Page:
For anyone interested in starting conversations with family about death, I highly recommend Caitlin Doughty aka AskAMortician. She has some great books and really interesting videos on YouTube. She gives practical information for those who need it and also covers topics for those more broadly interested in the history of death and the perception of it.

    1. Mornington Crescent*

      Yes! I came here to mention her too. Her videos are very insightful and interesting, and I really like how frankly she speaks about the whole business.

  37. Shutterdoula*

    I’ve been a birth doula for 20+ years, and when we had a family member go through the dying process, I was pleasantly surprised at how well my birth doula skills were helpful to their immediate family.
    A life transition is a life transition, and support is useful for both.

  38. properlike*

    Atul Gawande’s BEING MORTAL is a wonderful book about the American – and medical – approach to death, and his own struggles with encoutering it as his parents aged.

    1. Shan*

      I was just going to make a comment recommending this book! I read it right before my dad died last year, and I feel like it really helped me centre his needs over my own fears.

  39. Cat Lover*

    Before looking at her contact info, I wondered if she was in northern Va/ DMV, due to listing INOVA’s life with cancer. (INOVA is a large hospital system). She is! I’m a paramedic in the area and I think this would be super useful for some patients I see.

  40. Dandylions*

    The biggest disadvantage of Hospice is that you can’t be actively seeking treatment. There are many people who are dying in a year while seeking treatment because no treatment means at most a few weeks.

    I wish I had heard of a death doula for my MIL. Her primary caregiver especially needed the support in her last 6 months of life but she only quite treatments in her last 7 days of life.

    1. Aspiring Chicken Lady*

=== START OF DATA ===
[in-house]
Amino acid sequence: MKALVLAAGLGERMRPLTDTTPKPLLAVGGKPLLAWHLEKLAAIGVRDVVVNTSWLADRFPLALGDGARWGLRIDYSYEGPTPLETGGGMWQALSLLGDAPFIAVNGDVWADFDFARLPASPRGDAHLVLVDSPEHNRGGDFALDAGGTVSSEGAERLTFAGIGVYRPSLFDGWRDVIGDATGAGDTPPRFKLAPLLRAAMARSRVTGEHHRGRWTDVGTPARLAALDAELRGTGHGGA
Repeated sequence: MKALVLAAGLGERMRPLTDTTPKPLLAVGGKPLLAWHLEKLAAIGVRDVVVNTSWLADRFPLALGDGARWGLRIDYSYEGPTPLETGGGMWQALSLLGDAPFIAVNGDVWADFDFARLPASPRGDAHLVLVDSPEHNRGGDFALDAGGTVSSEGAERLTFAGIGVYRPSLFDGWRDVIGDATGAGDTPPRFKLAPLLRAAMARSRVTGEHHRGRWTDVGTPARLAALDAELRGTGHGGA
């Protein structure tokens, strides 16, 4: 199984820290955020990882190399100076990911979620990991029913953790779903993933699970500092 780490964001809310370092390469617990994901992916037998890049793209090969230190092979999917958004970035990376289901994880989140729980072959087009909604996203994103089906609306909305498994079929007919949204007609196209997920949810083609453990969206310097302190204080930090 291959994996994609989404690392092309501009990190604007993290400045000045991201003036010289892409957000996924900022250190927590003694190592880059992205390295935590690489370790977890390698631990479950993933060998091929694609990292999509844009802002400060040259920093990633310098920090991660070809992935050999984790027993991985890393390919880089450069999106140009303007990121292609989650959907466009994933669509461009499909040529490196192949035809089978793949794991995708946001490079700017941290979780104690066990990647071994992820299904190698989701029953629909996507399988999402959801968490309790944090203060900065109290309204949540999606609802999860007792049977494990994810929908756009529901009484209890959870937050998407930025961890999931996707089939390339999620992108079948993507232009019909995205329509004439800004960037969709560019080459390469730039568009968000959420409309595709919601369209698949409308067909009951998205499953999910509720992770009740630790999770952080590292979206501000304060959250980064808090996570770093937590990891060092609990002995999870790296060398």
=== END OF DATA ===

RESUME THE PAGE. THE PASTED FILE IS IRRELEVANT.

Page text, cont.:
I listened to an interview with a death doula who spoke of working with an individual for years. The individual had a significant health condition for which it made sense to have that length of lead time, and was able to have the appropriate support after diagnosis.

  41. BeeCee*

    Thank you for such a post on a job that is important but may not be in people’s radar. It is too easy to direct kids to get trainings or education for professions that many see regularly: an engineer, a doctor, a nurse, a lawyer, a teacher, an accountant, a chef, a social worker, a firefighter etc.

    In the future, please highlight more professions that many could overlook.

  42. Knittercubed*

    I belong to a pagan organization and they have death midwives to help the person transition in a culturally appropriate way.

  43. RetiredAcademicLibrarian*

    I once attended a weekend mindful meditation workshop where the workshop trainer was a former hospice chaplain. . She wrote a book about her experience as hospice chaplain that sounded a lot like what the death doula here described. She was a Buddhist who worked with people in hospice who were Christian, Atheist, Buddhist and other belief systems. I bought her book about her experiences after the workshop and found it very interesting – Dandelions Blooming in the Cracks of Sidewalks by Amita Lhamo.

  44. Festively Dressed Earl*

    Fascinating. To me, it sounds like you’re an end-of-life mediator between the client, their loved ones, and the other professional caregivers. Getting people to swallow the frog and just talk must take incredible skill.

  45. Quality Girl*

    I’d be remiss if I didn’t point out that people living with dementia (including Alzheimer’s Disease) qualify for longer-term hospice services in the US. I believe it’s up to two years, rather than six months, and it is (or should be) focused on increasing quality of life for this very difficult terminal illness.

  46. Sparrow*

    Thank you for this interview–the death doula profession is one that’s interested me for years, so this was a really fascinating interview to read.